Submission on the Draft National Plan of Action for the Conservation and Management of Sharks 2022
IntroductionSubmitted on 13 September 2022: Read the NZCA's submission on the draft National Plan of Action for the conservation management of sharks in Aotearoa New Zealand.
The Legislative Basis for the New Zealand Conservation Authority submission
- The New Zealand Conservation Authority / Te Pou Atawhai Taiao o Aotearoa (Authority/ NZCA) was established under the Conservation Act 1987 (Act), with members appointed by the Minister of Conservation. It is an independent statutory body with a range of functions, but primarily acts as an independent conservation advisor to the Minister and the Director-General of Conservation.
- The Authority has a role as an objective advocate on matters of national significance and interest in the conservation arena and to provide high quality independent advice to the Department of Conservation (Department) on its strategic direction and
- The Authority has a range of powers and functions, under the Act, as well as under other conservation related legislation. Under section 6C(2)(c) of the Act, the NZCA has the power to “advocate the interests of the Authority at any public forum or in any statutory planning process.”
- Following the logic of the above powers and functions, the Authority makes its submission on the future management and conservation of Sharks in Aotearoa New
- The NZCA submission is based on its analysis of:
- National Plan of Action for the Conservation and Management of Sharks 2022: Draft for Consultation (NPOA-Sharks / Plan)
- Fisheries New Zealand “Review of NPOA Sharks 2013: Progress against Objectives and Actions”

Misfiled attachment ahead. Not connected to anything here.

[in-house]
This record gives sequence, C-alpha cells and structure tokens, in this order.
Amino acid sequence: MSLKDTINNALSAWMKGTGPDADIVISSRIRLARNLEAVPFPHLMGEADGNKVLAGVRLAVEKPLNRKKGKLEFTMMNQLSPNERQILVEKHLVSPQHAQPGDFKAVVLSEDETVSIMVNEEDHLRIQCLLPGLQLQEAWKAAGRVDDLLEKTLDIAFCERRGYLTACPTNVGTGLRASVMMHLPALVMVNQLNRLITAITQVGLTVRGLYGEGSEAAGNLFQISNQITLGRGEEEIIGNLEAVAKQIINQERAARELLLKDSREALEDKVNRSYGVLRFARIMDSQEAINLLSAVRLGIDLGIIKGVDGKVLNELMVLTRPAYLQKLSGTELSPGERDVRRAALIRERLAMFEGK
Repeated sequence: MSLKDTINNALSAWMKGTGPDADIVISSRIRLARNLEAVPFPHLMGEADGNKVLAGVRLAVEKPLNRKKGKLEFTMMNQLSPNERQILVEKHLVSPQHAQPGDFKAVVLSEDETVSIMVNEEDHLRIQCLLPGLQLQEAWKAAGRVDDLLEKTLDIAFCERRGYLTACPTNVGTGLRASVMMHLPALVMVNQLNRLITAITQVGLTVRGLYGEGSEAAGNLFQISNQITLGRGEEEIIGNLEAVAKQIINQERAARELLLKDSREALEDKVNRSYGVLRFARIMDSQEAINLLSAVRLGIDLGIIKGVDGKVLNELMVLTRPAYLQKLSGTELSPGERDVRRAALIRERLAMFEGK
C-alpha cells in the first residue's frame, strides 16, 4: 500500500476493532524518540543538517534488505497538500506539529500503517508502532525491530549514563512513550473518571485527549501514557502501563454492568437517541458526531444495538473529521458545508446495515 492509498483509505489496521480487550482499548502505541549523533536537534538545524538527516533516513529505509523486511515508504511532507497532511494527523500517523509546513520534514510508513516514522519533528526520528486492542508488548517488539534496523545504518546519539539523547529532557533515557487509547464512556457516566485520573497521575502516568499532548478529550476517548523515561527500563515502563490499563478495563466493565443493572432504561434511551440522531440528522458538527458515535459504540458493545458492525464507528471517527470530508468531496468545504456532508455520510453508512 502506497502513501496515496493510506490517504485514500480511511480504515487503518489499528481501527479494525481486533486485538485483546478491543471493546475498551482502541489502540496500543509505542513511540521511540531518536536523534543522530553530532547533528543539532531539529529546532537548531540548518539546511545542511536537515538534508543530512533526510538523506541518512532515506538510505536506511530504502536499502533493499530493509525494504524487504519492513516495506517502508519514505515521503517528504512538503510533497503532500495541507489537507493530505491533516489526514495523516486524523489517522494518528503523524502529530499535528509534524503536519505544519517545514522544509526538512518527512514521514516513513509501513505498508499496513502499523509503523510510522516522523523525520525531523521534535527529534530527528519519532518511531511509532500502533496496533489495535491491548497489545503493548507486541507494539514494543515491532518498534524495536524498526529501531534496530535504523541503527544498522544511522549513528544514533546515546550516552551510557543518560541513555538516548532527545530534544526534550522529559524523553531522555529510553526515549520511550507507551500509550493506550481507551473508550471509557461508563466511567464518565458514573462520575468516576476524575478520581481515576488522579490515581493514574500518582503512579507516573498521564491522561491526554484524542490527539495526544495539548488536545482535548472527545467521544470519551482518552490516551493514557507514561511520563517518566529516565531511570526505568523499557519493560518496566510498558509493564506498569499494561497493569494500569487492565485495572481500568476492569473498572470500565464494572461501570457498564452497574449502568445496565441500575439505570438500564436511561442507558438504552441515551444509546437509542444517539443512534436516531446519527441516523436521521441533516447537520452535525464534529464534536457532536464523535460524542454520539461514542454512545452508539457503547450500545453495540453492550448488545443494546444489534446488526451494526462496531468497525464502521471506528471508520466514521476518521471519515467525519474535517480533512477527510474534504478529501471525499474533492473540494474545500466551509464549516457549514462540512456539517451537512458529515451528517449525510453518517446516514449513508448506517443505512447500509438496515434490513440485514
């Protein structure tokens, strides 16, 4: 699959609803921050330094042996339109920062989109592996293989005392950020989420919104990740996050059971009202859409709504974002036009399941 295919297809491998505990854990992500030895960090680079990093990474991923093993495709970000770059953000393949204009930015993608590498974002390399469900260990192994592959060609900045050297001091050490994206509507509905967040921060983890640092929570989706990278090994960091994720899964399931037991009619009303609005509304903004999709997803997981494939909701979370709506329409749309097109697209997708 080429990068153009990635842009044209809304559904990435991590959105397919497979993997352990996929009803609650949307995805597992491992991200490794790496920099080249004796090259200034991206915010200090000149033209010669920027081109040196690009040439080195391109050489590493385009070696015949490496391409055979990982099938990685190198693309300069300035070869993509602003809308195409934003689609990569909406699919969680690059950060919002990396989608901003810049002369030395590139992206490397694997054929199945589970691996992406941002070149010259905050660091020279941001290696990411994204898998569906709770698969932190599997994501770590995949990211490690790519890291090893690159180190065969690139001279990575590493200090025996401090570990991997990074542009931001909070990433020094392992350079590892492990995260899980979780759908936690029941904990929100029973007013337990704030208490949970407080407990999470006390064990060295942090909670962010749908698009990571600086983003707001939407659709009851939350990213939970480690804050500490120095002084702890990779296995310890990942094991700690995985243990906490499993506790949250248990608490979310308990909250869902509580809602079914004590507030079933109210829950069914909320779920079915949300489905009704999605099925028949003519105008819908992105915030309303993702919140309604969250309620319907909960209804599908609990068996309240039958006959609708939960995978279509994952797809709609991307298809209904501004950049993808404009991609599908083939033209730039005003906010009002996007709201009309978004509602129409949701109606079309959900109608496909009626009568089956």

- The NZCA considers that an effective National Plan of Action to advance the conservation and management of sharks is very We believe the New Zealand public and the sharks in our seas deserve more than that delivered by the 2013 Plan. We hope that this plan will achieve more than the 2013 plan (namely, a ban on shark finning and including Aotearoa New Zealand as a signatory on migratory species).
The NZCA stresses the importance of transparent process
- It is important that there is a transparent process for the development of a national policy such as this, and that the development of the NPOA-Sharks has drawn on a wide range of informed views, research, and The NZCA notes, however, that the authors of the plan are not stated and the membership of the Shark Advisory Group, apparently key advisors for this report, is not clear, apart from reference to representatives from government agencies, environmental groups, commercial and recreational fishers, and Te Ohu Kaimoana.
- The NZCA also notes that industry is part of the Shark Advisory Group, however, scientists (considered primary service providers) are excluded from the process. The NZCA regards this as inappropriate if the best available science is to be informing this
- The NZCA also find it inappropriate that the NPOA-Sharks has taken credit for supporting research, such as student research and science led projects, that did not receive any direct funding from MPI, DOC or industry, but were conducted because of the commitment of the individual scientists.